Republicans are worried that the political implications of the debate on guns matter most with a small but pivotal crop of candidates who are deeply vulnerable: moderate Republicans from suburbia, McClatchy Newspapers reports. Voters in suburban enclaves have been severely shaken by last month’s deadly mass shooting at a high school in Parkland, Fl., and they are pressing candidates from some of the most competitive districts to act, or risk backlash as the 2018 midterms cycle intensifies. These Republicans know that the issue is not going away even as the GOP-held Senate declines to turn to gun legislation and rank-and-file Republicans express resistance to sweeping new gun laws.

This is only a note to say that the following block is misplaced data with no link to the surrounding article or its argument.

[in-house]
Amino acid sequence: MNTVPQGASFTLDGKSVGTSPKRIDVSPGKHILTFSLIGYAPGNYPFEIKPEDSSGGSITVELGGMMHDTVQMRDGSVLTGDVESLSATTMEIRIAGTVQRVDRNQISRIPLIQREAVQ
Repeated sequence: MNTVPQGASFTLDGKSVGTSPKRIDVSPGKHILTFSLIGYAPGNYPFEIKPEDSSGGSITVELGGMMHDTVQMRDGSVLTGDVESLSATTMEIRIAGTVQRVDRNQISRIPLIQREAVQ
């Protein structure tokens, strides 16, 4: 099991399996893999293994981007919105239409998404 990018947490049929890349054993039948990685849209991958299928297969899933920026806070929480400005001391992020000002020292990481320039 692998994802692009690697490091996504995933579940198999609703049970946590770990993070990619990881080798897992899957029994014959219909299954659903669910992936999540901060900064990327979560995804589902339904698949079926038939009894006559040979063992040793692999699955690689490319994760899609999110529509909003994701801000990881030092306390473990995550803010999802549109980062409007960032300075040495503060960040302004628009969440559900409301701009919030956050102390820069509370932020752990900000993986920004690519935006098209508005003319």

“My sense is, there’s a heightened awareness, and it’s going to be sustained,” said Rep. Ryan Costello, a Republican who represents a suburban Philadelphia district that backed Hillary Clinton in 2016. Democrats need to win 24 districts to take back the House of Representatives. There are 23 Republican-held seats, many of them moderate and suburban, that Clinton won last cycle. Those districts are home to center-right voters who typically back Republicans and appreciate the GOP-led tax reform measure, but don’t always have the same deep cultural affinity for hunting and owning guns as do Republican voters from rural areas. Ohio Gov. John Kasich, a Republican considering a 2020 presidential bid, has made proposals to curb gun violence, including tighter background check enforcement and supporting any federally approved ban on bump stocks, devices that allow guns to fire more rapidly. Other Republican governors have been willing to push gun control measures, including Florida Gov. Rick Scott, a likely Senate candidate, who supports raising the age for firearm purchases from 18 to 21.